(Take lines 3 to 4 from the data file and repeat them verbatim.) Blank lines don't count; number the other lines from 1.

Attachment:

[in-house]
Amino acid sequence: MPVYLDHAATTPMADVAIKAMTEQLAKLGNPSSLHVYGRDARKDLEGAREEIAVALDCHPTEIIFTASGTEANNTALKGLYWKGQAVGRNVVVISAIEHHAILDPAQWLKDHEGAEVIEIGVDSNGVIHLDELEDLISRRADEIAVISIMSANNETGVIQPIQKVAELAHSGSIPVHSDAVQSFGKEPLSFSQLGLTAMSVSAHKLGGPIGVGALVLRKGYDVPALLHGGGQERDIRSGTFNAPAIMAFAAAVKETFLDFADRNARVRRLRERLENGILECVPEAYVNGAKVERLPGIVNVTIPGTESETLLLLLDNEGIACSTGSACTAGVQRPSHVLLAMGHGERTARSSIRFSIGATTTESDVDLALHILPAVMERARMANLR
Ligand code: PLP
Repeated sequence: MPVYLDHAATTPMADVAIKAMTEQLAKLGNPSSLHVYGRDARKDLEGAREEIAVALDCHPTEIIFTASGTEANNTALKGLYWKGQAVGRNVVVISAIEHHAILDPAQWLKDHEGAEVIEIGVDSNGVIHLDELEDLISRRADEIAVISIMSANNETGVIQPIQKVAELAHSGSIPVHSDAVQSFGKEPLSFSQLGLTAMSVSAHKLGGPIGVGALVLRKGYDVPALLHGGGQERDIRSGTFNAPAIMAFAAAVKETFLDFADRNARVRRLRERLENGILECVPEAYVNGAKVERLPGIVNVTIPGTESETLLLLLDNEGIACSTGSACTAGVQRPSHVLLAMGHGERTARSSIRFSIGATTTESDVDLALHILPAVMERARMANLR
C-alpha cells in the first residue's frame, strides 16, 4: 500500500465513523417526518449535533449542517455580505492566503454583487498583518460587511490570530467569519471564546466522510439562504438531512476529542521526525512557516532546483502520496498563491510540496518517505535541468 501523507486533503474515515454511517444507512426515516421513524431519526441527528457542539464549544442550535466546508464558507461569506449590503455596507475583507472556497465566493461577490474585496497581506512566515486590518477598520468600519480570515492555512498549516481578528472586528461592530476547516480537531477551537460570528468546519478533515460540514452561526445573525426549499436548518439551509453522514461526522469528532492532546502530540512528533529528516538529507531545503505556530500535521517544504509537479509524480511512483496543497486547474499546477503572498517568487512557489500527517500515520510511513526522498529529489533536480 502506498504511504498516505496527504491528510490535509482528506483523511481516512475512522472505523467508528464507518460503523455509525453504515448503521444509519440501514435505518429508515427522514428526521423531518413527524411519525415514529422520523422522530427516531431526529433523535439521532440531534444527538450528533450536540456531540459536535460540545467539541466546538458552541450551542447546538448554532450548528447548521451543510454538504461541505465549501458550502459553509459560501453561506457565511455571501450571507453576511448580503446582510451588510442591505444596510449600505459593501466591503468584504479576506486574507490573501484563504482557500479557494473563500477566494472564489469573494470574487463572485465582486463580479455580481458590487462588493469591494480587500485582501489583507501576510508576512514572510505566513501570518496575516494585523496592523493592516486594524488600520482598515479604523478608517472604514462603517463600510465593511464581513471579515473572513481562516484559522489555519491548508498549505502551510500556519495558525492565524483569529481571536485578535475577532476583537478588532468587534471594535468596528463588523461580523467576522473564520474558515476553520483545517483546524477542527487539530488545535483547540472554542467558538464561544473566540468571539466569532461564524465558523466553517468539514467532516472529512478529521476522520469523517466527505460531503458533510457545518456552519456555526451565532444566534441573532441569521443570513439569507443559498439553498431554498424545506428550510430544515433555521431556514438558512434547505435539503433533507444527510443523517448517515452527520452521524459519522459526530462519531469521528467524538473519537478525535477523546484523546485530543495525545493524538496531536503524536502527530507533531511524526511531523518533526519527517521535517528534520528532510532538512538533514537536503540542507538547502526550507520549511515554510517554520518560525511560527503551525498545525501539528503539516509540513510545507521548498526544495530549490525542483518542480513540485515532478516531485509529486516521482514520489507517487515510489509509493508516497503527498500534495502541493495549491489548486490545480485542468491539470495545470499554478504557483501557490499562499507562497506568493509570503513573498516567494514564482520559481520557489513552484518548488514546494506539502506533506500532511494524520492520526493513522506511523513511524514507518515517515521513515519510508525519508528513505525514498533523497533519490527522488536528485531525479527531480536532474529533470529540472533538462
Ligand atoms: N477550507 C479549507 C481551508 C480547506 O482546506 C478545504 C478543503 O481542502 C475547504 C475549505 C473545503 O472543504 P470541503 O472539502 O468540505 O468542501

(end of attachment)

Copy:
Ligand code: PLP
Repeated sequence: MPVYLDHAATTPMADVAIKAMTEQLAKLGNPSSLHVYGRDARKDLEGAREEIAVALDCHPTEIIFTASGTEANNTALKGLYWKGQAVGRNVVVISAIEHHAILDPAQWLKDHEGAEVIEIGVDSNGVIHLDELEDLISRRADEIAVISIMSANNETGVIQPIQKVAELAHSGSIPVHSDAVQSFGKEPLSFSQLGLTAMSVSAHKLGGPIGVGALVLRKGYDVPALLHGGGQERDIRSGTFNAPAIMAFAAAVKETFLDFADRNARVRRLRERLENGILECVPEAYVNGAKVERLPGIVNVTIPGTESETLLLLLDNEGIACSTGSACTAGVQRPSHVLLAMGHGERTARSSIRFSIGATTTESDVDLALHILPAVMERARMANLR